Joseph, a young man, spoiled by his father’s favoritism, a young man who was arrogant and self-centered, is now forced to live as a slave. He is taken out of his comfort and privilege and forced to unknown future. In “What’s your Story?” Sarah Heath insightfully suggests that God calls Joseph out to adventure through what seems like a pitfall in his life. Just like his father, Jacob was reshaped in his character through the trials under his uncle, God calls Joseph to go to unknown territory believing that God will surely walk with him and reshape his identity and alter his life. We will learn more about the redemptive plan of God through the turmoil of Joseph. But the message seems clear to me. When we think that it is all about me, God calls us tells us that it is not about us. It is actually about God. It is also about others God calls us to serve.
I was retired from the military in 2001. I was still disillusioned with my life being arrogant and self-centered. But I was not happy that although I was studying at the seminary, I did not have a call to ministry but only grumbling about the church. I was 20 years old and came to visit my uncle and aunt in Baltimore for two months. On Sundays, we always went to a Korean immigrant church. One Sunday, I decided to visit a United Methodist Church on the same block as the Korean church. The pastor was very graceful. The congregation was very diverse with white, black, and Hispanic/Latinos. I was very touched by the pastor who was full of energy and joy walking back and forth engaging the congregation. After the worship, he asked me what I was doing in Korea. When I told him that I studied theology, he said, “Oh, you should go to Boston University. I went to the school as well.”
I did not know at that time that God was speaking through the minister that God was calling me to follow God to unknown adventure. It was a journey that called me to come out of my family, friends, and comfort zone in Korea. But I am glad that I was able to follow God by God’s grace at that time. It is because I came to realize that it was not about me. Although I was an arrogant and self-centered person, God made me see an alternative reality through the congregation in Baltimore. Maybe some of us today feel like that we are trapped in the pit just like Joseph was. You are not happy about your situation because you believe that you were forced to be there. But I hope that we see the hands of God calling us to follow to unknown adventure through which God will bless not just us but also those around us.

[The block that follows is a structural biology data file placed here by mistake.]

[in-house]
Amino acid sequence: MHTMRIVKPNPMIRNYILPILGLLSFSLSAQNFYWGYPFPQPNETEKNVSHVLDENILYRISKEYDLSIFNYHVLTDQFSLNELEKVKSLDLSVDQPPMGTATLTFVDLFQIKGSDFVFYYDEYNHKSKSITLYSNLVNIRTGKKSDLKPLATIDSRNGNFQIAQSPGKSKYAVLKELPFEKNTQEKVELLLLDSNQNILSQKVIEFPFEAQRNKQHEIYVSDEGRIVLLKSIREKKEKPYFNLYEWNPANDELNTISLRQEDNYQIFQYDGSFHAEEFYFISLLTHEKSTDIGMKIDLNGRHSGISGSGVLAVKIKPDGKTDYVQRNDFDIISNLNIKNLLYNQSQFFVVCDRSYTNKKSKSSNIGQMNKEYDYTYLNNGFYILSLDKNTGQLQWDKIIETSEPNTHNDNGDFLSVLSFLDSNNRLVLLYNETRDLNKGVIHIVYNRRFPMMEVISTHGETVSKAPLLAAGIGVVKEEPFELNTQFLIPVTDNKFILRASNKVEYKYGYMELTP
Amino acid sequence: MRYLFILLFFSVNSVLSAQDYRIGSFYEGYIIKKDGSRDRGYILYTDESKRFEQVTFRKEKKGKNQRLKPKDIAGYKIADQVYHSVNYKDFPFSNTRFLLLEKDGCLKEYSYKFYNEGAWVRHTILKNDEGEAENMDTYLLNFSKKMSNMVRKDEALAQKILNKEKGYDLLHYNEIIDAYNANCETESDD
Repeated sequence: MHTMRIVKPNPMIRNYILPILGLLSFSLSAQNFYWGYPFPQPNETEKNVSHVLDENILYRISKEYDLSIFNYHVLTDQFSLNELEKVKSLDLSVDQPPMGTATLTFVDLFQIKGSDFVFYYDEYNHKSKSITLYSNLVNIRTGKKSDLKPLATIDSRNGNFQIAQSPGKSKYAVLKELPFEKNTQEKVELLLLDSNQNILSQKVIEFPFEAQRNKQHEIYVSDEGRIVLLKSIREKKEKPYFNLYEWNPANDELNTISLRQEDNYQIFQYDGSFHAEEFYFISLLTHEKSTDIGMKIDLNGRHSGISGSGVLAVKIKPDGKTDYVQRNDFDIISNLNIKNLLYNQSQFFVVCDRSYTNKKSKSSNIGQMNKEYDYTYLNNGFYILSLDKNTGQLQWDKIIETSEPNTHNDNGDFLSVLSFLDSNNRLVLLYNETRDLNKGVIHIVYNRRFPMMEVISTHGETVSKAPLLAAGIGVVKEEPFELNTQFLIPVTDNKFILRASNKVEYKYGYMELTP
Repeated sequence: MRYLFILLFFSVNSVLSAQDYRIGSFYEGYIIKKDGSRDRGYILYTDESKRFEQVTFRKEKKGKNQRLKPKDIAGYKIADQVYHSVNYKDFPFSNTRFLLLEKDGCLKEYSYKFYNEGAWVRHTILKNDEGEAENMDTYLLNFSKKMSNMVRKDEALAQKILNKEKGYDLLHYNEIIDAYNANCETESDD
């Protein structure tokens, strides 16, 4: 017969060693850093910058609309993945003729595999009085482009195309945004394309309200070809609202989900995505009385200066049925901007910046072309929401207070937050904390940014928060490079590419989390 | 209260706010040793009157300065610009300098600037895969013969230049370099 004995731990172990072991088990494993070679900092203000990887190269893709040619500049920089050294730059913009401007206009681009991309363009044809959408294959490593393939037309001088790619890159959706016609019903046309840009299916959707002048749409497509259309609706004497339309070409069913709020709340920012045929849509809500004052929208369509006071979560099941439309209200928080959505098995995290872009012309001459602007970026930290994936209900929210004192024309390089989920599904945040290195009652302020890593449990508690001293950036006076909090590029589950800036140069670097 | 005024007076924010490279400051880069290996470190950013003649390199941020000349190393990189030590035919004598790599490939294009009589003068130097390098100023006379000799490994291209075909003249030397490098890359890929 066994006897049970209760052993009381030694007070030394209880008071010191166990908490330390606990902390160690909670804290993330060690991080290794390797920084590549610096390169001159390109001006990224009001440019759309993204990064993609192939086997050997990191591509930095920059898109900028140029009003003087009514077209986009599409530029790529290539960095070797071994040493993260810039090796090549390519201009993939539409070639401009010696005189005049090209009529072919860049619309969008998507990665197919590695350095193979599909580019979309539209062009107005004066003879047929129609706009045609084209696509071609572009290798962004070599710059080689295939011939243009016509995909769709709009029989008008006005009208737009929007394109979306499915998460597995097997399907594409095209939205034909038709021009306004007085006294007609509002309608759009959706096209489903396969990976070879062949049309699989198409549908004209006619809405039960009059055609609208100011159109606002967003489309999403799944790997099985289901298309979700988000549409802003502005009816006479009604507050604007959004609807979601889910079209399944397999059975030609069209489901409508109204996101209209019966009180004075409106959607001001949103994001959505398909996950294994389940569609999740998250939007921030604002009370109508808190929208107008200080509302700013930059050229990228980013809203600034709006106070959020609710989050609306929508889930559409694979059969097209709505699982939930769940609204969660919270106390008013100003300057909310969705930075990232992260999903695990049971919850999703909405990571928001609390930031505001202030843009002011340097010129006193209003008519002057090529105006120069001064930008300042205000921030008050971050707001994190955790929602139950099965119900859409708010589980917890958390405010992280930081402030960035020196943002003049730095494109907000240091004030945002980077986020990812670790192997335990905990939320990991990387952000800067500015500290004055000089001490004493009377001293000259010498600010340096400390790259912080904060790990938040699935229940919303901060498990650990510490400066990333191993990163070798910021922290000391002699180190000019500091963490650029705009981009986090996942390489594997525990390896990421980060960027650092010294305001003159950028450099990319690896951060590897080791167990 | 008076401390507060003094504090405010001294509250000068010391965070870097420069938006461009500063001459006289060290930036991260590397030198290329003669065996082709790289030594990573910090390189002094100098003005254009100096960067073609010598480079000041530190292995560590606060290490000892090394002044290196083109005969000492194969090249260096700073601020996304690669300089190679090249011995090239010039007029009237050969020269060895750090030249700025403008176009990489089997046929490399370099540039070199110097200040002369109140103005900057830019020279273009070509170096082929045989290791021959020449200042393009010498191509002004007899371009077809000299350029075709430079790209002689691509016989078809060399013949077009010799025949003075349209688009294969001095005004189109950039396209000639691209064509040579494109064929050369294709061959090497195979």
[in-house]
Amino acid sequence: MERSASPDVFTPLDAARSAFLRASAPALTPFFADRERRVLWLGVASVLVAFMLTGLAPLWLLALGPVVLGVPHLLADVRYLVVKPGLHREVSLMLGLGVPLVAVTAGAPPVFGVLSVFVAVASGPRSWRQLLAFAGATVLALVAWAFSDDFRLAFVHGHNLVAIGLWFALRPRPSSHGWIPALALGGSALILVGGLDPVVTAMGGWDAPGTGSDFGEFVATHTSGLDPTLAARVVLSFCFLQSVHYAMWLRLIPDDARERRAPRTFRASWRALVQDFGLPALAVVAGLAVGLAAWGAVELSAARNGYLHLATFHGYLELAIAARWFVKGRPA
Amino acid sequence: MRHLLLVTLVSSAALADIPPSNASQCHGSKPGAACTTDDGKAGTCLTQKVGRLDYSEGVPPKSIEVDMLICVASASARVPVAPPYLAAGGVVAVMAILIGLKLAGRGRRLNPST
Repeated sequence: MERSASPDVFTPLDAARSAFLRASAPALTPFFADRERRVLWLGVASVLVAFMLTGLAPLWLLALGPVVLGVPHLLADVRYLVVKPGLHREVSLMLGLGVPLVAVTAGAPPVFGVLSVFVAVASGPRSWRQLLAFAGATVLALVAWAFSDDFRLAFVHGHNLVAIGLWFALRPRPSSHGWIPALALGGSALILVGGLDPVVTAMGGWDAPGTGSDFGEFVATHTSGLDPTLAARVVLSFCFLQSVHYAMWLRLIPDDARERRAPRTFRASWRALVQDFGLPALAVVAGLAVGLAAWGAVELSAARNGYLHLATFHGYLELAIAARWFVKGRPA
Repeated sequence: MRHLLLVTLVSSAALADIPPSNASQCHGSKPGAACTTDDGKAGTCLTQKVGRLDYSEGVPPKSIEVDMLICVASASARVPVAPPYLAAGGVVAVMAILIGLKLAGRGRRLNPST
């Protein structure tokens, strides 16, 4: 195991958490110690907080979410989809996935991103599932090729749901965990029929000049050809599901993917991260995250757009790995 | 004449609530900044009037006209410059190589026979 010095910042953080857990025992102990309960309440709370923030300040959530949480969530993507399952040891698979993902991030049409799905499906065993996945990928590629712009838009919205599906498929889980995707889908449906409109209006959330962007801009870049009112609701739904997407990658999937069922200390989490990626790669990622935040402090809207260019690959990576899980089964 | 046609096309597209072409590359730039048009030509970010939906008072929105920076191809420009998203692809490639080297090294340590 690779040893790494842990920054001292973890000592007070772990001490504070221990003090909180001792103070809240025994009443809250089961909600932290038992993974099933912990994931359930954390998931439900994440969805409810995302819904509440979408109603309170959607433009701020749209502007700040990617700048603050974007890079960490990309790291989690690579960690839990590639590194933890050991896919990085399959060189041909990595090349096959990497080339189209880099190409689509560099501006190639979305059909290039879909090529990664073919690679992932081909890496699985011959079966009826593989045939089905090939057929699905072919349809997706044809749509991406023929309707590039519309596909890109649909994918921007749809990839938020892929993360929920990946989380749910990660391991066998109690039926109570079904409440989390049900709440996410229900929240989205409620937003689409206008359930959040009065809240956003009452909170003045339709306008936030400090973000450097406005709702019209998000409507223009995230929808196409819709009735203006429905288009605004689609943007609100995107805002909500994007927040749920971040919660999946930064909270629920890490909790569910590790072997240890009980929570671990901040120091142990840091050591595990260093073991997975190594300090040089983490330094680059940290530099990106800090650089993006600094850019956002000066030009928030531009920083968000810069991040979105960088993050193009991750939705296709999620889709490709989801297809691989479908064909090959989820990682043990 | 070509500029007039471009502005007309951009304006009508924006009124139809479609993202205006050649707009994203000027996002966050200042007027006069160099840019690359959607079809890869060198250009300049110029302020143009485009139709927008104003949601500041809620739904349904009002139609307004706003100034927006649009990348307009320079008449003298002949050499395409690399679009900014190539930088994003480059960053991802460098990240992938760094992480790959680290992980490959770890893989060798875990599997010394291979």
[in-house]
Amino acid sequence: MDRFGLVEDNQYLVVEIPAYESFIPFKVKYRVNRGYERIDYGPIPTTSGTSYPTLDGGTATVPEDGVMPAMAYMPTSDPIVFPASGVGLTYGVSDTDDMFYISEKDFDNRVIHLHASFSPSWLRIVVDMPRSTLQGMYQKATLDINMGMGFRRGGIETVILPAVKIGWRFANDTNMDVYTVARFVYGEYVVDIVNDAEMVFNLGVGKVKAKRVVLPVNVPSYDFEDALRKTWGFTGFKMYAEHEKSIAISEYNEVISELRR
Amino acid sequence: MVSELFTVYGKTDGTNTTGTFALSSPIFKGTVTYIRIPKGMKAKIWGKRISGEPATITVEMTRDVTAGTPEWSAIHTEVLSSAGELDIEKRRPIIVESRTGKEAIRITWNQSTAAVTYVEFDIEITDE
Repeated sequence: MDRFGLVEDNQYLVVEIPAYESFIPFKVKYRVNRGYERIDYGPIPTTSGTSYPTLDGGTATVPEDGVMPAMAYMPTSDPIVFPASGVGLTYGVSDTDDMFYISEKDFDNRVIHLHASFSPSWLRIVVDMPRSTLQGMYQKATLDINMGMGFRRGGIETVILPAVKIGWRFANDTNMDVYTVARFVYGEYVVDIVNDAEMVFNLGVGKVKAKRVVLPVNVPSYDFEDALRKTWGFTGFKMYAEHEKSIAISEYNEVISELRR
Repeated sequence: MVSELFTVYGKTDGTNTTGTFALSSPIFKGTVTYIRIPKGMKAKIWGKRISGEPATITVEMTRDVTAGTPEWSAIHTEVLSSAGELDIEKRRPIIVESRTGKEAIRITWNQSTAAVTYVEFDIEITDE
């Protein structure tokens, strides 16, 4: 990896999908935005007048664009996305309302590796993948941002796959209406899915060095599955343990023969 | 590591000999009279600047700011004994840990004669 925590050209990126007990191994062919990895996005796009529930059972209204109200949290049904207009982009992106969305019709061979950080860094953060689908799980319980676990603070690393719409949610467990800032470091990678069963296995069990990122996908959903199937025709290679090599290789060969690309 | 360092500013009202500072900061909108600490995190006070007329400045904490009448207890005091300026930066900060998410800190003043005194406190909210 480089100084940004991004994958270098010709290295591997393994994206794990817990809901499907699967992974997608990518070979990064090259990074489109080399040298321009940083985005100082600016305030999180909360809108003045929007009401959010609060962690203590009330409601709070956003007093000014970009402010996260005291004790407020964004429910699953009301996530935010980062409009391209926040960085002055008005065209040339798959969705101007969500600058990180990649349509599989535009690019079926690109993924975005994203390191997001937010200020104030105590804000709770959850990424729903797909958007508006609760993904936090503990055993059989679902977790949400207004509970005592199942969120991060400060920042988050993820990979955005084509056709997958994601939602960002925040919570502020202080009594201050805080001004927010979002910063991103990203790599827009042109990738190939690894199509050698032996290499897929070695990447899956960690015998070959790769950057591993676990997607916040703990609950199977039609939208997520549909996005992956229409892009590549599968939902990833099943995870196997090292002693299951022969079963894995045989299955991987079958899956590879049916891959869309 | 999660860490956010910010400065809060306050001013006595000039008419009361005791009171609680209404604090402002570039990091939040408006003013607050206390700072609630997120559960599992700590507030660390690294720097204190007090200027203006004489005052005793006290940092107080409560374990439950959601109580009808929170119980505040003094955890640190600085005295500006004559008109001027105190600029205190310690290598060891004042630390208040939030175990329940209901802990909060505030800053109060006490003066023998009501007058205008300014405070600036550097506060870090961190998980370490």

As theologian Donald Miller says, the story we live today is a redemptive story of God. It is about how God saves us from our sins and calls us to live as God’s children in our faithful response to God’s grace. It is not about us. But it is about God. And it is about the people and God’s creation that God is calling us to go and serve in God’s love. I hope that we answer the call and follow God even though we cannot predict our future, we cannot calculate the benefit. But God has a wonderful plan for us. God has a story of redemption, restoration, and reconciliation at the end of the story for us. Let us boldly take out steps to the adventure together. Amen.
Date: September 3, 2017
Text – Romans 12:9-21
Around 6 am this past Tuesday, it was said that North Korea launched a ballistic missile eastward over Japan and into the Pacific Ocean. According to Japanese officials, the missile broke into three pieces and landed some 730 miles off the coast of Hokkaido. If you know the history, this was not the first missile test by North Korea that fired over Japan. It happened in 1998 and 2009 as well. When things like this happen, my friends and parishioners ask me, “You must be worried about your families and friends in South Korea.” Well, the fact of matter is that South Korea has always lived in conflict with North Korea since the war in 1950. People know how to find peace in the middle of tension. But what is alarming is that North Korea claims that it has developed not just IRBM but also ICBM which stands for Inter-Continental Ballistic Missile. It means that no one is safe around the world.
Although the missile test by North Korea is not new, this one was more provocative because it took place while Kim Jung-Un threatened to bomb Guam as the next target. North Korea is defined as one of the evils in the world. They are the enemies of the world peace. They must be destroyed. When we deal with any possible threat to our life, civilians, and country, we define the other party as the enemy to be destroyed. That is exactly what happened with the Iraq War in 2003 that overturned the government of Saddam Hussein. That is what happened with killing Osama Bin Laden in 2011. That is what is still happening with the war against ISIS. We are at the war with our enemies because they pose threat to our lives and even claim that they were behind the terrorism 9/11, Boston, and Paris. But the problem is that the war is not ending. Even after we take out the terrorists, they are still grown not just abroad but also home right here.